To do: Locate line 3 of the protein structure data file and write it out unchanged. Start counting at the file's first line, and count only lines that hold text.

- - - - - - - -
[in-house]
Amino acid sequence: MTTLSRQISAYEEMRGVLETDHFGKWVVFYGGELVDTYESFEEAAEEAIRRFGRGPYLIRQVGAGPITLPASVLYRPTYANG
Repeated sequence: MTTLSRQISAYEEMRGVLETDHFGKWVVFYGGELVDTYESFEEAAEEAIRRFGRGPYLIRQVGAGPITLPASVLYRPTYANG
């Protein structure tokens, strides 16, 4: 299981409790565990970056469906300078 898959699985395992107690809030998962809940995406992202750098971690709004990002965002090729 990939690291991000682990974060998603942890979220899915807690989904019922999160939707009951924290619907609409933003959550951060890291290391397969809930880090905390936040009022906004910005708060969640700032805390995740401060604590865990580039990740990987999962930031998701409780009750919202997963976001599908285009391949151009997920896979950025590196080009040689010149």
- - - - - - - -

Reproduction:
Repeated sequence: MTTLSRQISAYEEMRGVLETDHFGKWVVFYGGELVDTYESFEEAAEEAIRRFGRGPYLIRQVGAGPITLPASVLYRPTYANG